Shroud of Turin - is now open access

Yesterday, in Turin for the first time in the last ten years, the Catholic Church has made available to the public in one of its most important relic - the so-called "Shroud of TurinĀ» (Sindone di Torino) - four-meter linen, in which, according to legend, Joseph of Arimathea wrapped the body of Jesus after his sufferings on the Cross and death. The debate about the authenticity of the relics are carried out is not the first decade, as until now it was not possible to accurately set the time of manufacture of the web. Numerous studies each time led to the opposite result.
2 photos via drugoi

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Before the XIII century the Shroud was kept in the Cathedral of St. Sophia of Constantinople, was exhibited there for everyone to see on Friday and there is evidence of people who have seen her there. After the invasion of the Crusaders in 1204 the relic disappeared and reappeared 150 years - ostensibly the Templars kept her and the Count de Charny Zhofre publicly announced that the shroud is from him. The church then were strongly opposed - Earl could not explain how the relic ended up in his castle. An attempt to show the public the Shroud thirty-five years (1389) repeated the Count's son - he enlisted the support of the Pope and tried to put the canvas in a specially built for this church near Paris. The local Bishop Pierre D'Arcy wrote a memorandum on this subject, in which he declared the Shroud a fake, and the work of the artist. In 1390 Pope Clement VII issued a verdict: the shroud can be displayed in the church, but only if at the same time to explain that this is not currently the canvas, in which Joseph of Arimathea wrapped the body of Christ and his work of art reproduction - icon. In 1452, the granddaughter of the Count de Charny gave the shroud Duke of Savoy, in the cathedral of which the relic was kept until then, until it was moved to Turin in 1578. Since then, and to date the Shroud is kept in the Cathedral of St. John the Baptist.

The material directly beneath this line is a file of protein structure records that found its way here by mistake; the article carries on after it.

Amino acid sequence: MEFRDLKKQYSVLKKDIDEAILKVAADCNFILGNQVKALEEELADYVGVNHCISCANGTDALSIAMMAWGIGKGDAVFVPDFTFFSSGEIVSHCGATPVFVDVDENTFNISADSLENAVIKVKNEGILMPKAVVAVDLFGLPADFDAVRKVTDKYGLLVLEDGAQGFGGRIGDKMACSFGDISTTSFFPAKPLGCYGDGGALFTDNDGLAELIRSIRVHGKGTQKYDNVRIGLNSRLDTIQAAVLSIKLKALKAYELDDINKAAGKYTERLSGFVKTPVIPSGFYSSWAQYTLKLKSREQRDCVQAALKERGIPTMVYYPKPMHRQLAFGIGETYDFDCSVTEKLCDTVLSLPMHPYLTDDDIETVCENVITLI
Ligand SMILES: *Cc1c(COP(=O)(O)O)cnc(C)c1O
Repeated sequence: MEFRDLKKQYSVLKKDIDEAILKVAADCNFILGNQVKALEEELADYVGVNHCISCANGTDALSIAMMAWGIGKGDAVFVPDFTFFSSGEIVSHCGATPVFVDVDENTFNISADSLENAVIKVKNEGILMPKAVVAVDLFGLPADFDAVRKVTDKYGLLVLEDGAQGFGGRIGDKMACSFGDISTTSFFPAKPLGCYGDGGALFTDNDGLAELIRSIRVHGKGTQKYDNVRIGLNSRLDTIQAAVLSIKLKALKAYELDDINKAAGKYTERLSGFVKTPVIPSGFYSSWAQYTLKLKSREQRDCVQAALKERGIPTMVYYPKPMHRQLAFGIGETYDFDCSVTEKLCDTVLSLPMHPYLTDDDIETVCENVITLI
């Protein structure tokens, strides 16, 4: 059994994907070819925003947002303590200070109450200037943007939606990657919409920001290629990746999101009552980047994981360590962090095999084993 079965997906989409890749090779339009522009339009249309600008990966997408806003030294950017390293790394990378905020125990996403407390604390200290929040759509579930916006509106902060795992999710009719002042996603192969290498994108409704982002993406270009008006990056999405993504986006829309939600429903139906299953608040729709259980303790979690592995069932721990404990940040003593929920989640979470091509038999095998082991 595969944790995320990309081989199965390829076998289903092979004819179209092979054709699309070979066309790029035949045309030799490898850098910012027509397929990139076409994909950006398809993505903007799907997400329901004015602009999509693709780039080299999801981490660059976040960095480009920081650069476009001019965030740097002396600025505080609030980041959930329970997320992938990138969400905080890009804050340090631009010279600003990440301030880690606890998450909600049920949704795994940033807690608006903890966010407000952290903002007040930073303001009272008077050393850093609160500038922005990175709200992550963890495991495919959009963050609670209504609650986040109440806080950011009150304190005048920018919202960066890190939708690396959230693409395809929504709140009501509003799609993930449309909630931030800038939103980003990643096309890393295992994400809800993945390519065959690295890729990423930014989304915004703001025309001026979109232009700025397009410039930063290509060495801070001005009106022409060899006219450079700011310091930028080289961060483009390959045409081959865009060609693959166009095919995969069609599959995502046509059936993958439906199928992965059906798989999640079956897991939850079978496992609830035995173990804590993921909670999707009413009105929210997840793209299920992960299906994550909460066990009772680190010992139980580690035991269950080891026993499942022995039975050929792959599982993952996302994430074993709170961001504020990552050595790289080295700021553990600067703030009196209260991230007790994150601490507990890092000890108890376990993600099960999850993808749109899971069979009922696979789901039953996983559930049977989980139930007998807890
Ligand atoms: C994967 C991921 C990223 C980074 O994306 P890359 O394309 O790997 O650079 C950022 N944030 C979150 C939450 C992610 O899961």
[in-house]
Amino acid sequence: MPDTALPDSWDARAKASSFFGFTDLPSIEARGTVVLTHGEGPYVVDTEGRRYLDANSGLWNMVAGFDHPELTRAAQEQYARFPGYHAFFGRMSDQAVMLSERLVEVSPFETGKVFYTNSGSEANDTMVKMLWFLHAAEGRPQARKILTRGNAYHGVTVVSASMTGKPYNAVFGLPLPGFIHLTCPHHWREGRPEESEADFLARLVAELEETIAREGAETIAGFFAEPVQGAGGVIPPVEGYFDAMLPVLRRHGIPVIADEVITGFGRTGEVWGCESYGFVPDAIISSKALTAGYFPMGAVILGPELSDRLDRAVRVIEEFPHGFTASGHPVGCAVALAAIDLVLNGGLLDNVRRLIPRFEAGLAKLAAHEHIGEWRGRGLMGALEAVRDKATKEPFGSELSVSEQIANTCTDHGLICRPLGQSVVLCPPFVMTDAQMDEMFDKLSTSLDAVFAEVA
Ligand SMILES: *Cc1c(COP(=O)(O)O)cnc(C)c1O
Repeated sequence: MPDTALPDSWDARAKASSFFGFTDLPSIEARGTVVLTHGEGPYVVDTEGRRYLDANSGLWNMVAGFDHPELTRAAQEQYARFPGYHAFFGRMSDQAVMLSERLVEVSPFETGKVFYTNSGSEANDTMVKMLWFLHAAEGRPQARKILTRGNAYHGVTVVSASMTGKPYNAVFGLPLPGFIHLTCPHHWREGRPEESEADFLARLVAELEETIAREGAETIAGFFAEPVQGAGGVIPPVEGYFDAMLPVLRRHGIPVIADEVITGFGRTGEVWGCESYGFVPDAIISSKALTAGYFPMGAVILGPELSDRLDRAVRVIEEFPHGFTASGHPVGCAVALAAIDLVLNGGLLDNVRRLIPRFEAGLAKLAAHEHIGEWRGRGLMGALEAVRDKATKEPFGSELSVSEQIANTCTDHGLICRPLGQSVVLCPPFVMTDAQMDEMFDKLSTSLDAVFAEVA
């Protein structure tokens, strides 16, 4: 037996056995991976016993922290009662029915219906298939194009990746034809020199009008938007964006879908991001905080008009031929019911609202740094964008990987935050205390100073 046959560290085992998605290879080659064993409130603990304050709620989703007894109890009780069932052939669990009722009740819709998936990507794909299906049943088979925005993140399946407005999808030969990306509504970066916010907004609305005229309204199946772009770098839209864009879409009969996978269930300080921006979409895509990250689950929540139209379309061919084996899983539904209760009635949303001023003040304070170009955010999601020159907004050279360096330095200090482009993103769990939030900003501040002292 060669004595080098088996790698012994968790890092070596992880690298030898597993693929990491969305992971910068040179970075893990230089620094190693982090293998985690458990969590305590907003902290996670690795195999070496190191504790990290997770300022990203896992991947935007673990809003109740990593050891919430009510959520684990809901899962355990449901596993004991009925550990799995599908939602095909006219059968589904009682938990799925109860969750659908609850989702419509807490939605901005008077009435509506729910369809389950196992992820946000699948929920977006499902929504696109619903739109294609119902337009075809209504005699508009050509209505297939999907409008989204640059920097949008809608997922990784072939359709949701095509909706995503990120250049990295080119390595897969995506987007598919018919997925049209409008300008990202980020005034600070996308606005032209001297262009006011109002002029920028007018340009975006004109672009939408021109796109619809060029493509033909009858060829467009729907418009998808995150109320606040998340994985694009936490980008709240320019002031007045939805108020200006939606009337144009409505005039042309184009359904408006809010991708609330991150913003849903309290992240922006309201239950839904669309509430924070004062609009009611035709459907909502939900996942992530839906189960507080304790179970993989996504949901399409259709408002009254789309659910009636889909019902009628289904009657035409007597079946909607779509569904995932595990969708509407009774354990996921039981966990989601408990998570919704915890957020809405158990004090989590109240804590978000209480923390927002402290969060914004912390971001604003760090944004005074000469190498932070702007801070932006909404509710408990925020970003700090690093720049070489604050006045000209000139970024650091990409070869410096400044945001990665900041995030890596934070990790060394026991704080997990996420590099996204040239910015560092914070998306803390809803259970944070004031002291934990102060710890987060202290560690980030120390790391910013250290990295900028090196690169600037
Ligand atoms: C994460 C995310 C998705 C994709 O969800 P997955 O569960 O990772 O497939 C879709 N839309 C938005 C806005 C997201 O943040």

Of particular interest in the shroud originated after 1898, the photographer Secondo Pia took pictures and relics found on the negative image of the image of a human face. It was decided that on the shroud imprinted face and body of Jesus Christ.

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